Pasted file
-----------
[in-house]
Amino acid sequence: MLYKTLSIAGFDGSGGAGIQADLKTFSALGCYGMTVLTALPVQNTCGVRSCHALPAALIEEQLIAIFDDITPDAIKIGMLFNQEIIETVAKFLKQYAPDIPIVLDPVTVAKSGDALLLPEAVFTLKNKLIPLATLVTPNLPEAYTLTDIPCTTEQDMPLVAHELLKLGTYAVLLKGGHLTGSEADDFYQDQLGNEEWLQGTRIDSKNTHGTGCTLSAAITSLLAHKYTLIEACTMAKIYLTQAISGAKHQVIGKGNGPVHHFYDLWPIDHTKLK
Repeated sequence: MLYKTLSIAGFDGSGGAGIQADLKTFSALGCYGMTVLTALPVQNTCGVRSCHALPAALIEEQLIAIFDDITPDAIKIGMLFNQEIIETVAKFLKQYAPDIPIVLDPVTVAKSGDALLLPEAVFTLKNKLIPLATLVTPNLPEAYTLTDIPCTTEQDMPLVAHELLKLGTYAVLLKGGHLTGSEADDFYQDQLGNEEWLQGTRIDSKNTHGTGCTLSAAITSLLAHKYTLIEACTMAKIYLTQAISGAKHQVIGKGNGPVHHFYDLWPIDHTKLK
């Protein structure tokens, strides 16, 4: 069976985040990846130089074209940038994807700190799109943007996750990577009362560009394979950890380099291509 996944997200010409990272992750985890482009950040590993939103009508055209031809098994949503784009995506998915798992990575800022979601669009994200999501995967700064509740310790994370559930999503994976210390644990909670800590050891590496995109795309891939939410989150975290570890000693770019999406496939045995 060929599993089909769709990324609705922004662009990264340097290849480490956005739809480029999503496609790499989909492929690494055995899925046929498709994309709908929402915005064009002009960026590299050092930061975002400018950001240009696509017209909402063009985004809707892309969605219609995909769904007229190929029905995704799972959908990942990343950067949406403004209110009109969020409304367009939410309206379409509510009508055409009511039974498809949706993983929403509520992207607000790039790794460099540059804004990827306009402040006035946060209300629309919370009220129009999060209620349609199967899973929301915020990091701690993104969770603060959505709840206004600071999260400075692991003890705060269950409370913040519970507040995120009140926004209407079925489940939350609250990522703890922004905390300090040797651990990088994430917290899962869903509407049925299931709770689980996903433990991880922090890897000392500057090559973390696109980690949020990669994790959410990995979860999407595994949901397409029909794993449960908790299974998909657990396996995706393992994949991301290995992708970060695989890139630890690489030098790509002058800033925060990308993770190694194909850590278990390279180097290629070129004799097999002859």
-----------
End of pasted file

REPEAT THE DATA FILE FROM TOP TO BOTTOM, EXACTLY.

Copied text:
[in-house]
Amino acid sequence: MLYKTLSIAGFDGSGGAGIQADLKTFSALGCYGMTVLTALPVQNTCGVRSCHALPAALIEEQLIAIFDDITPDAIKIGMLFNQEIIETVAKFLKQYAPDIPIVLDPVTVAKSGDALLLPEAVFTLKNKLIPLATLVTPNLPEAYTLTDIPCTTEQDMPLVAHELLKLGTYAVLLKGGHLTGSEADDFYQDQLGNEEWLQGTRIDSKNTHGTGCTLSAAITSLLAHKYTLIEACTMAKIYLTQAISGAKHQVIGKGNGPVHHFYDLWPIDHTKLK
Repeated sequence: MLYKTLSIAGFDGSGGAGIQADLKTFSALGCYGMTVLTALPVQNTCGVRSCHALPAALIEEQLIAIFDDITPDAIKIGMLFNQEIIETVAKFLKQYAPDIPIVLDPVTVAKSGDALLLPEAVFTLKNKLIPLATLVTPNLPEAYTLTDIPCTTEQDMPLVAHELLKLGTYAVLLKGGHLTGSEADDFYQDQLGNEEWLQGTRIDSKNTHGTGCTLSAAITSLLAHKYTLIEACTMAKIYLTQAISGAKHQVIGKGNGPVHHFYDLWPIDHTKLK
């Protein structure tokens, strides 16, 4: 069976985040990846130089074209940038994807700190799109943007996750990577009362560009394979950890380099291509 996944997200010409990272992750985890482009950040590993939103009508055209031809098994949503784009995506998915798992990575800022979601669009994200999501995967700064509740310790994370559930999503994976210390644990909670800590050891590496995109795309891939939410989150975290570890000693770019999406496939045995 060929599993089909769709990324609705922004662009990264340097290849480490956005739809480029999503496609790499989909492929690494055995899925046929498709994309709908929402915005064009002009960026590299050092930061975002400018950001240009696509017209909402063009985004809707892309969605219609995909769904007229190929029905995704799972959908990942990343950067949406403004209110009109969020409304367009939410309206379409509510009508055409009511039974498809949706993983929403509520992207607000790039790794460099540059804004990827306009402040006035946060209300629309919370009220129009999060209620349609199967899973929301915020990091701690993104969770603060959505709840206004600071999260400075692991003890705060269950409370913040519970507040995120009140926004209407079925489940939350609250990522703890922004905390300090040797651990990088994430917290899962869903509407049925299931709770689980996903433990991880922090890897000392500057090559973390696109980690949020990669994790959410990995979860999407595994949901397409029909794993449960908790299974998909657990396996995706393992994949991301290995992708970060695989890139630890690489030098790509002058800033925060990308993770190694194909850590278990390279180097290629070129004799097999002859």